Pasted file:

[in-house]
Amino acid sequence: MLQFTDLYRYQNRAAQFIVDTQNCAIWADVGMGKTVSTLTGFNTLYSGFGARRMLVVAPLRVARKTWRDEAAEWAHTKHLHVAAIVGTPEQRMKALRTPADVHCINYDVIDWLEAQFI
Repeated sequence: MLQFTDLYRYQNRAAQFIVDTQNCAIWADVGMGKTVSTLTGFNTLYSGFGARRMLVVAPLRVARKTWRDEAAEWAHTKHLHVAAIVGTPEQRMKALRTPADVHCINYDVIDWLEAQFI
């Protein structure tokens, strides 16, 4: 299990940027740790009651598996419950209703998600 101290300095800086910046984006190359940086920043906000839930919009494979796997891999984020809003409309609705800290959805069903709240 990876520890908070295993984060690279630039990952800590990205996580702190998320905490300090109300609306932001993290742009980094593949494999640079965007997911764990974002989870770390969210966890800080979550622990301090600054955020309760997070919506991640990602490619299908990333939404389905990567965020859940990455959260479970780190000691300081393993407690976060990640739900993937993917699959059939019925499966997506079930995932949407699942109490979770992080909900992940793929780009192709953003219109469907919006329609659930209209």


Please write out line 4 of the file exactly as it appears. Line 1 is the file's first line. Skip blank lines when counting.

């Protein structure tokens, strides 16, 4: 299990940027740790009651598996419950209703998600 101290300095800086910046984006190359940086920043906000839930919009494979796997891999984020809003409309609705800290959805069903709240 990876520890908070295993984060690279630039990952800590990205996580702190998320905490300090109300609306932001993290742009980094593949494999640079965007997911764990974002989870770390969210966890800080979550622990301090600054955020309760997070919506991640990602490619299908990333939404389905990567965020859940990455959260479970780190000691300081393993407690976060990640739900993937993917699959059939019925499966997506079930995932949407699942109490979770992080909900992940793929780009192709953003219109469907919006329609659930209209």